When I told my friends I was dating a European gymnast with a PhD, no one was particularly surprised. Foreign, athletic, and smart has been my type since my jungle gym days. He never lasted long enough to meet the friends, so I never felt the need to warn them that the only things he could talk about was “How I Met Your Mother” and Absolute Zero. But then again, I wasn’t dating him for the conversation. #boytoy
“Look, he’s not what you’re expecting.” This, on the other hand, is how I prefaced meeting Euro-Flips-Phd’s predecessor, who had survived long enough to meet my parents and most of my close friends. After that introductory phrase, came a list of reasons why you’d be surprised at me or put-off by him. On paper, “Big Red” was my best match to-date, but in person, there were about half a dozen reasons why he wasn’t what I, or the peanut gallery, had in mind for my Prince Charming. Our divergent lifestyles were visible in his appearance and demeanor.
Later, after he’d won everyone over with the quick sense of humor and general intelligence that I fell so quickly for, I felt bad. Why did I feel the need to put him down before anyone had the chance to judge for themselves? Was I afraid of how he might reflect back on me? Or did my warning really reflect the concerns I had about us as a match?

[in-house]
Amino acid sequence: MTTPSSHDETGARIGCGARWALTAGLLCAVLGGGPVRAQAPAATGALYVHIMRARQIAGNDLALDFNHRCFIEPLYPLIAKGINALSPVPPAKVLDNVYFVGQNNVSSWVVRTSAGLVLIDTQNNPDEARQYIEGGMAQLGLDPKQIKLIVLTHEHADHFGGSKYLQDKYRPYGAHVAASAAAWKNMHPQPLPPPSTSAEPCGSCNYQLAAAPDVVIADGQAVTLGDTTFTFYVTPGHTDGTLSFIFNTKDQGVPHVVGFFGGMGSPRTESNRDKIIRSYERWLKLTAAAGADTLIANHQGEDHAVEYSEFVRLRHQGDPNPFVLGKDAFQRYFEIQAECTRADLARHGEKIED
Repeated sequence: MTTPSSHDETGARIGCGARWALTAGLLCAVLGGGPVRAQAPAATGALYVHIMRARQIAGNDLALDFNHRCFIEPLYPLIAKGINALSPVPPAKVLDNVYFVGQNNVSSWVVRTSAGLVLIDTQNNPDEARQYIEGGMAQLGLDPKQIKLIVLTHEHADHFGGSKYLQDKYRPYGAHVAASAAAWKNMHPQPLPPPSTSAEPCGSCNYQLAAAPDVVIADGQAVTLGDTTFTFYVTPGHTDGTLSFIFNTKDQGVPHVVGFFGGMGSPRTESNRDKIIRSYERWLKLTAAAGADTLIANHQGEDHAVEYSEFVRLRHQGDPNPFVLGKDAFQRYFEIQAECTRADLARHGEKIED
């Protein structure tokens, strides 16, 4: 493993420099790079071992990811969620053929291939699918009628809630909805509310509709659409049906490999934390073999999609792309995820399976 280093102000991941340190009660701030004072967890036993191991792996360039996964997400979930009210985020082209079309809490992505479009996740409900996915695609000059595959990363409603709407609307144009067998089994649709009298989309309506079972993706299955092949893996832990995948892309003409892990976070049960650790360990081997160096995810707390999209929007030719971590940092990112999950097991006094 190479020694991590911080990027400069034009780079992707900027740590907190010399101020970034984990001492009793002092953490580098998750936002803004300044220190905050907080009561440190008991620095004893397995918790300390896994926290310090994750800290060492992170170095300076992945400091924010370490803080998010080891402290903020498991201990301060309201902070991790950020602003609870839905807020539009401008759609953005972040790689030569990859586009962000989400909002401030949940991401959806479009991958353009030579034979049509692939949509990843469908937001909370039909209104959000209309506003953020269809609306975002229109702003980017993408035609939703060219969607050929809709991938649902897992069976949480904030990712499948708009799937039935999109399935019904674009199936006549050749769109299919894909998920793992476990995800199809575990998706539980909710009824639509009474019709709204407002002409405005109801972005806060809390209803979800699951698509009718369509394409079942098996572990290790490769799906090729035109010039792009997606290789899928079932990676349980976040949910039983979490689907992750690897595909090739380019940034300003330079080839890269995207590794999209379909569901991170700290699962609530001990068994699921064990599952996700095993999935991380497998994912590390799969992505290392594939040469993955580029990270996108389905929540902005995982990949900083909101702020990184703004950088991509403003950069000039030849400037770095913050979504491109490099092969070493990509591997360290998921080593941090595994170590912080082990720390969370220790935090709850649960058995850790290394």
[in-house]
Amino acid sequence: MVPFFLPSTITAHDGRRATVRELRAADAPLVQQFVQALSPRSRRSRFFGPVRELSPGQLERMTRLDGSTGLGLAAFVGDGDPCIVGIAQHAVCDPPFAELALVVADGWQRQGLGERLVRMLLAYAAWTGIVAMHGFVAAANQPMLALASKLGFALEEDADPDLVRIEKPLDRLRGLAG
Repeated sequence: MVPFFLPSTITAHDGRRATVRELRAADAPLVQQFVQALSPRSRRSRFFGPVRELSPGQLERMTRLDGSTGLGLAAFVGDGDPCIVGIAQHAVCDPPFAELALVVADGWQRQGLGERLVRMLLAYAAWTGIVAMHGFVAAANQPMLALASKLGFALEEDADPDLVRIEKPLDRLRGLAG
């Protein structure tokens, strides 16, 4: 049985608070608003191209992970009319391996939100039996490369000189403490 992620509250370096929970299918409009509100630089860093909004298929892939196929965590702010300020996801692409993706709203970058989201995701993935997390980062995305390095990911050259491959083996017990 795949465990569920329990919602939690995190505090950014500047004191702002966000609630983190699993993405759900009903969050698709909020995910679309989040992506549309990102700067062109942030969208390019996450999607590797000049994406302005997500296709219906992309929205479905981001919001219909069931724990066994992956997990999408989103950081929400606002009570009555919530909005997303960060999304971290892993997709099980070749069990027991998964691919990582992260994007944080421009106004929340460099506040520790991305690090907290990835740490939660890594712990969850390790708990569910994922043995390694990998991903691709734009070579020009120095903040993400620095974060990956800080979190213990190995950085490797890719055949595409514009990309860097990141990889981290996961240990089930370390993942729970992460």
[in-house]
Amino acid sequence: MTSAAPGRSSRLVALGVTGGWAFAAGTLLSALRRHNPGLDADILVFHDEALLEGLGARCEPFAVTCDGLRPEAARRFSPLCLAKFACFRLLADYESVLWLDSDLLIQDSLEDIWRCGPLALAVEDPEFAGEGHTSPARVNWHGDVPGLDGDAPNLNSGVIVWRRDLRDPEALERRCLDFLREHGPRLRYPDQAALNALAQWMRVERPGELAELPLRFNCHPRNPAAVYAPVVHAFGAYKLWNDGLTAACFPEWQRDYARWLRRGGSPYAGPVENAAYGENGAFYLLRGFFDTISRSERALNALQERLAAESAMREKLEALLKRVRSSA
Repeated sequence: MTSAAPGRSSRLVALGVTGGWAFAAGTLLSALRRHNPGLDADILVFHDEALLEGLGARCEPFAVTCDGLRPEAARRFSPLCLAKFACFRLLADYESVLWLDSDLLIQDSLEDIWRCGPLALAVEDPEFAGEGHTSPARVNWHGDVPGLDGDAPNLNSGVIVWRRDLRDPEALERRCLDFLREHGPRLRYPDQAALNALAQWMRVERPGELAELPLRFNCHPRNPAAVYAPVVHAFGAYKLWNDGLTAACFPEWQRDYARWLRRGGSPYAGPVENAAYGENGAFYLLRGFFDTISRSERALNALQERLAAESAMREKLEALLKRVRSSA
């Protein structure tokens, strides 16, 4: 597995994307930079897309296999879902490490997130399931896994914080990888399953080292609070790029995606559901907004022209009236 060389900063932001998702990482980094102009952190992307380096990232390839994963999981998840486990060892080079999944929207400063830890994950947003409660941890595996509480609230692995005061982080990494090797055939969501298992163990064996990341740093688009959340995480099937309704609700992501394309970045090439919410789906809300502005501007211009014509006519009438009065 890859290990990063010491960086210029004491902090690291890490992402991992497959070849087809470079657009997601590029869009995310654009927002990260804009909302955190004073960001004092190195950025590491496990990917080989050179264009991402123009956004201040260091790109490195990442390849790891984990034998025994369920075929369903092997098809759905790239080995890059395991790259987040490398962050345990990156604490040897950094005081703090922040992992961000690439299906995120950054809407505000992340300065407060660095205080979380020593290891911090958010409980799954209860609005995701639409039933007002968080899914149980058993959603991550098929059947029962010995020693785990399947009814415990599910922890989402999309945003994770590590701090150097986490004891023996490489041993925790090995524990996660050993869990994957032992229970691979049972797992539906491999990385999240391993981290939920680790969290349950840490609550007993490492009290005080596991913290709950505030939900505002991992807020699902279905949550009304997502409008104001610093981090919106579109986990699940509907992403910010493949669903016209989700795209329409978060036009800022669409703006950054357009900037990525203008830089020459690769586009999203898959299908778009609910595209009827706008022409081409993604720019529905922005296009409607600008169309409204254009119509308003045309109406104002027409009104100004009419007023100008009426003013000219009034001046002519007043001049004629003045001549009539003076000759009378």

You say he only said 5 sentences to you all night? Why are you surprised? I told you he was shy.
Yes, he wore a braided belt with a suit. I told you he was fashionably-challenged.
My preemptive warnings headed off your criticisms at the pass. I’ve pointed out his most obvious shortfalls, so you’re going to have to work hard to tell me something I don’t know. Oh? You think the’s wonderful? You don’t understand what I was worried about? His beer belly is totally unnoticeable? And you think he’s funny? Awesome.
I was simultaneously setting him up for failure and apologizing for him in case he crashed and burned on his own. But more significantly, I was revealing my doubts and granting my friends and family permission to disapprove of him… for a finite set of reasons.
In many cases, these warnings I gave my friends and family were some how at the core of why my fella and I didn’t make it to a happily ever after. Most of the time, they weren’t.
“I like him. A lot,” my mother said after she met Big Red. “But I’m going to pretend I don’t like him, so you keep your options open.”
I guess that when I warned her about this thing or that, I was doing the same thing — letting her know I was keeping my options open. I’m reasonably certain that, even though I know it’s not entirely fair to him, I will always preempt first meetings between a boyfriend and my loved ones with some kind of warning. Most likely because I don’t want to jinx anything.